Tuesday, September 09, 2008

Aaron's Story Recommendation of the Week :: Daughter of Bótù by Eugie Foster

illustration by Jada Fitch for Daughter of BótùMy story recommendation for this week is "Daughter of Bótù" by Eugie Foster, from the August 2008 issue of Realms of Fantasy (story illustration by Jada Fitch).

"Daughter of Bótù" is a fairy tale with an Eastern flavor. It is the tale of An-ying, a rabbit transformed into a young woman, who quickly falls in love with a prince. The premise may sound routine but it soon turns into something memorable, thanks to Eugie Foster's gorgeous prose and to the twists the story takes as the love between An-ying and her prince becomes rather complicated.

In the past five years, Eugie Foster has published an impressive volume of interesting short fiction, commonly with an Asian setting and feel. Her collection Returning My Sister's Face and Other Far Eastern Tales of Whimsy and Malice is due out early in 2009 and is one to watch for.

The August 2008 issue of Realms of Fantasy has an impressive list of contributors, including Liz Williams, James Van Pelt, Carrie Vaughn, and Jim C. Hines, but even among such strong company, I found "Daughter of Bótù" the clear standout.

Sunday, September 07, 2008

Aaron's Magazine of the Week :: Asimov's Science Fiction June 2007

Asimov's Science Fiction June 2007The Magazine of the Week is the June 2007 issue of Asimov's Science Fiction, with funky alien cover art by John Allemand. This is the Magazine of the Week because it contains "Tideline" by Elizabeth Bear, this year's Hugo Award winner for Best Short Story.

Elizabeth Bear has recently burst onto the science fiction and fantasy scene. Her first story was published in 2003 and her first novel in 2005, but incredibly she will have released fourteen books by the end of this year, all of which have been well received. "Tideline," her first work to be nominated for a Hugo Award but one suspects not the last, is the moving tale of a derelict but intelligent war machine seeking meaning in its final days of consciousness before its batteries die.

Having now covered all of Denvention's Hugo winners for fiction, next week's Book of the Week will be the most collectible item I acquired in the Denvention dealer room.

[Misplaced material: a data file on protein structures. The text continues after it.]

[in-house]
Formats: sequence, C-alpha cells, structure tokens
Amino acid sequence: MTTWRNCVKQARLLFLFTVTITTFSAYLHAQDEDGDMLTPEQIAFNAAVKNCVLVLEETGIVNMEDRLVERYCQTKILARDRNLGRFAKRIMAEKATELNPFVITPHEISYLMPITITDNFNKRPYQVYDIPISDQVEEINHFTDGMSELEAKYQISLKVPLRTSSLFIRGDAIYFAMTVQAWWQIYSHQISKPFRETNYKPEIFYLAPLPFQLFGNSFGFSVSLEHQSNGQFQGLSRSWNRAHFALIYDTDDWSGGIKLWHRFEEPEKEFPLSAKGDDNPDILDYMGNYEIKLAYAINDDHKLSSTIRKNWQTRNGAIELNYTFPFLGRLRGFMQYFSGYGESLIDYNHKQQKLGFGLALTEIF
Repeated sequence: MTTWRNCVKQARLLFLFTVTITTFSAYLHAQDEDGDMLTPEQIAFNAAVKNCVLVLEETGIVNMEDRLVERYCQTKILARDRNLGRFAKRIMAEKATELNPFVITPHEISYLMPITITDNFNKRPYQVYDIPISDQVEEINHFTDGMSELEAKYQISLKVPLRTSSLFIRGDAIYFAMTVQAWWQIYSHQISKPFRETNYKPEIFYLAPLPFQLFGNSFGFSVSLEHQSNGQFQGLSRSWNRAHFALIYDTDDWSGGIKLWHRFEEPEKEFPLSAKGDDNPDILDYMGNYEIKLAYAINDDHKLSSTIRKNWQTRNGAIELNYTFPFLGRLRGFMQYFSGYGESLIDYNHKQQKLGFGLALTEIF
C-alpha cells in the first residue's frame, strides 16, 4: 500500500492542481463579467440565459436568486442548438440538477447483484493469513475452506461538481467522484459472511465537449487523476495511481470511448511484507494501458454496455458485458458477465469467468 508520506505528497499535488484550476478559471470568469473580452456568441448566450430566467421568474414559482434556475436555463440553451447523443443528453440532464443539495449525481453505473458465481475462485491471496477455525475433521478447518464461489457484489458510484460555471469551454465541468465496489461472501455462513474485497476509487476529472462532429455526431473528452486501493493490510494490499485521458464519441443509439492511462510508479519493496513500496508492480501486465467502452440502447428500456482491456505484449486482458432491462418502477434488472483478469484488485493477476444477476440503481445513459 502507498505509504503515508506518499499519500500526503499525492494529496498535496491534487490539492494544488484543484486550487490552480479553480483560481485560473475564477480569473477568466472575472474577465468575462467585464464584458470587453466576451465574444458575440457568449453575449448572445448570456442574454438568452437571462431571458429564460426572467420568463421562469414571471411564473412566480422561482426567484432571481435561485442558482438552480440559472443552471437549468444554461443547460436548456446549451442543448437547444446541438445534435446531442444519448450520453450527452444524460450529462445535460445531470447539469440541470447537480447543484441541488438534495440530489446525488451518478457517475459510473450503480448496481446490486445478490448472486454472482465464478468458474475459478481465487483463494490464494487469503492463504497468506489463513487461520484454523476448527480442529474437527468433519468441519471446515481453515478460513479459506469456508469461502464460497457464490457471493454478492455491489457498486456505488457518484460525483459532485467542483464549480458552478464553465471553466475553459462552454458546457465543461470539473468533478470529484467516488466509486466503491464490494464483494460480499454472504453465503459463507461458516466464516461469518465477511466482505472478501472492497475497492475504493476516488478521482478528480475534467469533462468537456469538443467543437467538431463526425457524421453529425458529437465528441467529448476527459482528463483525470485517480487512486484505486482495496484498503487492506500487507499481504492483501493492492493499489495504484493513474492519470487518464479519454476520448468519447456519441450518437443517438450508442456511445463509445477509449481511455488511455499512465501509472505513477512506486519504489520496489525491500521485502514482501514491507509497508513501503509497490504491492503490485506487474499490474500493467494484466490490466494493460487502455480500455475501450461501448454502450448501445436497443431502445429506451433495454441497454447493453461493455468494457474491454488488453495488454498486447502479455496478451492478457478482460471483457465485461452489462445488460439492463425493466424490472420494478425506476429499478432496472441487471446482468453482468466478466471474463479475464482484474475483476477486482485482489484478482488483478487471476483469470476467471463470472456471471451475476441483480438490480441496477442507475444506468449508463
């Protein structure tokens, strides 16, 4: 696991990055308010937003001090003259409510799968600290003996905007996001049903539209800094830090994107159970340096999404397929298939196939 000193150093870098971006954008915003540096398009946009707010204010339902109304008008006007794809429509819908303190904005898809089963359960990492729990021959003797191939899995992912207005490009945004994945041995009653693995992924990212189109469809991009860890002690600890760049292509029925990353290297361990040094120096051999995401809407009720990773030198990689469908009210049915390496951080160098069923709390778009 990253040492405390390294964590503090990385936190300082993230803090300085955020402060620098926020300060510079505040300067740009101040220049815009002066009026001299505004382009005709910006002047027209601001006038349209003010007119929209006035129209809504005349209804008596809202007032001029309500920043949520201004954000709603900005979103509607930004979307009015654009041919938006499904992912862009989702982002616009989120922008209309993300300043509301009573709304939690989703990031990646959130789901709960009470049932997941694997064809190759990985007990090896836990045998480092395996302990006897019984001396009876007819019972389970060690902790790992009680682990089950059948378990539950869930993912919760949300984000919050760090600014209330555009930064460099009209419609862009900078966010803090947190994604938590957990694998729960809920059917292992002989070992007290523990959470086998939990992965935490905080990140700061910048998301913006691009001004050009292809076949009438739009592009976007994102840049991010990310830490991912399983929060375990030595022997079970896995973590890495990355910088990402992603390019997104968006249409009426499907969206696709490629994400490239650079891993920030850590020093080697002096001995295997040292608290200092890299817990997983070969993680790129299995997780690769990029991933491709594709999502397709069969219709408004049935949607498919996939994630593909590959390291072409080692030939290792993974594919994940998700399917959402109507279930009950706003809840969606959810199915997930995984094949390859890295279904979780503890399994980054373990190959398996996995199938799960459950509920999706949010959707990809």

Tuesday, September 02, 2008

Aaron's Story Recommendation of the Week :: Hungry: Some Ghost Stories by Samantha Henderson

My story recommendation for this week is "Hungry: Some Ghost Stories" by Samantha Henderson, from the April 2008 issue of Lone Star Stories.

"They gather in the kitchen sometimes," it begins. "Hungry: Some Ghost Stories" is an elegantly constructed series of short vignettes and one-line questions about ghosts and about the stories we tell ourselves and the memories that haunt us. It will only take you a few minutes to read, but I suspect will stay with you much longer. Samantha Henderson has been generating quite a bit of buzz with her short fiction, and her first novel Heaven's Bones is just out. "Hungry: Some Ghost Stories" is a good example of Henderson's distinctive style and flair.

Lone Star Stories has been publishing high-quality short fiction free on-line since 2004, but I am not sure it is finding all the readers it deserves. I fear that "Hungry: Some Ghost Stories" is especially likely to be overlooked because Lone Star Stories editor Eric T. Marin has for some reason labeled the piece as poetry. Apparently he deemed it a "prose poem," a term that strikes me as a non sequitur. I certainly enjoyed it even though I generally don't grok poetry. Whatever you call it, "Hungry: Some Ghost Stories" is well worth checking out.